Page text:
Director Mervyn LeRoy was impressed enough that he convinced RKO to offer Mitchum a seven-year contract. Mitchum found himself being groomed for a series of B-Westerns but was loaned to United Artists for The Story of G.I. Joe (1945), which garnered his only nomination for Best Supporting Actor (the Oscar went to James Dunn for A Tree Grows in Brooklyn).

    Mitchum's anti-hero reputation was built in a series of noir films for RKO, including When Strangers Marry (1944), Undercurrent (1946), The Locket (1946), Pursued (1946), and Crossfire (1946). His Hollywood bad boy reputation was cemented when he was arrested in 1948 for possession of marijuana while in the apartment of a starlet who was not his wife. Surprisingly, while David O. Selznick and the rest of the RKO brass did not rally to their Star's defense, they declined to throw him under the bus. Mitchum published an eloquent apology (probably at the insistence of the studio publicity department, who may have written the apology) in the pages of Photoplay magazine and served his time in the L.A. County jail and the Castaic prison farm where Life photographers showed up to snap photos of the shamed star in prison uniform.

    The gossip columnists believed that Mitchum's career was over, but the studio stood by him. The thought that a Star could be involved in a narcotics bust only intensified Mitchum's bad-boy image, and he was working on a new film the week after being released. His conviction was later overturned when it came to light that the bust was a case of entrapment. His films released immediately after he left the penal system, Rachel and the Stranger (1948), The Red Pony (1949), and The Big Steal (1949) all did well at the box office.

    Mitchum MidwayHe kept his bad boy reputation around Hollywood and may have even cultivated it. John Wayne's production company, Batjac, cast Mitchum as the sea captain imprisoned by Chinese communists in Blood Alley (1955) but he was fired after tossing the pictures transportation coordinator into San Francisco Bay on the third day of shooting (a car was not sent for him after a hard night's drinking). When Humphrey Bogart's fee for taking over the role was too high (Lauren Bacall co-starred in the film) the Duke stepped in, but the film was only moderately successful. Years later, when Mitchum went to visit his son on the set of Rio Lobo (1970), director Howard Hawks tried to convince him to reprise his role as a drunken sheriff, but Mitchum countered that he was retired. John Wayne replied, "Mitch has been retiring ever since the first day I met him."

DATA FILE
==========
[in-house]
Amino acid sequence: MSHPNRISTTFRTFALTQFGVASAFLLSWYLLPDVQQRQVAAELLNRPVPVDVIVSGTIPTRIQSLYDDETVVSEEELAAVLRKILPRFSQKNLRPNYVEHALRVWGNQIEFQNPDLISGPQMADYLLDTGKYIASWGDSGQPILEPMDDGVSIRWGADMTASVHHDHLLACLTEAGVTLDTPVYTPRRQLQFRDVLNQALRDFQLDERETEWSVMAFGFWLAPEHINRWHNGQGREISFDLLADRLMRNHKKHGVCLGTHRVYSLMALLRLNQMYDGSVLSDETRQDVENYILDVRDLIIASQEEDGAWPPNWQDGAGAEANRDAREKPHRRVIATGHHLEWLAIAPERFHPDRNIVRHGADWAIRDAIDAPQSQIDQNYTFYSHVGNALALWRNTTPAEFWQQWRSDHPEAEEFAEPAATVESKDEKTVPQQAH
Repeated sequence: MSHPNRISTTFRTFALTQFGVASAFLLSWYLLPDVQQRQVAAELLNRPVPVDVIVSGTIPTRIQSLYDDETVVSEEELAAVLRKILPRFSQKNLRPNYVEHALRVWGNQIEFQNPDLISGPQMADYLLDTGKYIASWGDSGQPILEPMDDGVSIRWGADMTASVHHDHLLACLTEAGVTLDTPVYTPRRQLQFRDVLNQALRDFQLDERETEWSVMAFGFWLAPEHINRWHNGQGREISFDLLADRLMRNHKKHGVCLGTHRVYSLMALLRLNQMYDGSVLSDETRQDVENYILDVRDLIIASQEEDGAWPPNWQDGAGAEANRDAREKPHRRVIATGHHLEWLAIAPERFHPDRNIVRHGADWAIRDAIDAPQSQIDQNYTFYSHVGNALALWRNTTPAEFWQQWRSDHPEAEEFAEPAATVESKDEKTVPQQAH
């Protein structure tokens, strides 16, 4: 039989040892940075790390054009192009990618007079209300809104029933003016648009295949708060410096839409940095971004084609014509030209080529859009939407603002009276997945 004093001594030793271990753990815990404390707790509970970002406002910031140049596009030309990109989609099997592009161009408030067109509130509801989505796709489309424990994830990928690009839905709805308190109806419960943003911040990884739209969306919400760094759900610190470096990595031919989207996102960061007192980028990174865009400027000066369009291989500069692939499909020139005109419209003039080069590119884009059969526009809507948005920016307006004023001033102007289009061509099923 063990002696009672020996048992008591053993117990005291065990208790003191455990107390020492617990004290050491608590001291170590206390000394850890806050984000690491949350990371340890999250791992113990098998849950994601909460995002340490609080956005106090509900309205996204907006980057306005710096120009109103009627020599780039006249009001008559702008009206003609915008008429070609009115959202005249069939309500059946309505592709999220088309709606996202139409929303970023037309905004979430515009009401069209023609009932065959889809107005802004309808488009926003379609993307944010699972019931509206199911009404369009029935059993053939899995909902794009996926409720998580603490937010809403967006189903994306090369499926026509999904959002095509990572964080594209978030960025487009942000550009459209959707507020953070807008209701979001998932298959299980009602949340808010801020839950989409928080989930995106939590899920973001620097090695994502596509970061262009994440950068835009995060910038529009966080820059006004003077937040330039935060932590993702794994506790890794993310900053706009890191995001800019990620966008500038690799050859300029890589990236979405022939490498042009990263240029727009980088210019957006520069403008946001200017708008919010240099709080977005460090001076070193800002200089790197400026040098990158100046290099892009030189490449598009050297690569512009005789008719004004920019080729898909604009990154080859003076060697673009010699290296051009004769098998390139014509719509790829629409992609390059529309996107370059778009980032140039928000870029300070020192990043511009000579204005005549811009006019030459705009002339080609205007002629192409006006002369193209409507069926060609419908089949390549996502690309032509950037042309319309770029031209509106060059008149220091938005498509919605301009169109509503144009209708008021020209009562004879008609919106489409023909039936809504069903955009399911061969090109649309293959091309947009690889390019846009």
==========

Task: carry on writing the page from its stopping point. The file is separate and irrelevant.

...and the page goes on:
Perhaps following Wayne's lead in Batjac, in 1955 Mitchum formed DRM (Dorothy and Robert Mitchum) Productions. The second film the company produced turned into a labor of love for Mitchum, Thunder Road (1958), a story about moonshine transporters in Tennessee. Mitchum not only produced and starred in the film, he co-wrote the script and is said to have directed many of the sequences.

    Although advancing in age, Mitchum put in a credible performance as career naval officer Pug Henry in the 1983 big-budget mini-series The Winds of War. He was asked why he took on such an arduous project at the age of 65, he quipped that it promised a year of free lunches.

    Mitchum continued to work until the end of his life, although some of the projects became drearier. Years of heavy smoking took its toll, and he succumbed to emphysema and lung cancer on July 1, 1997, just weeks before his 80th birthday. There was no memorial service in accordance with his wishes, his ashes were spread by his wife Dorothy and good friend Jane Russell.

    The American Film Institute's list of "100 Years…100 Stars" lists Robert Mitchum as the 23rd greatest male star of Hollywood's Golden Era. A Star on the Hollywood Walk of Fame at 6238 Hollywood Blvd honors contributions to Motion Pictures by Robert Mitchum.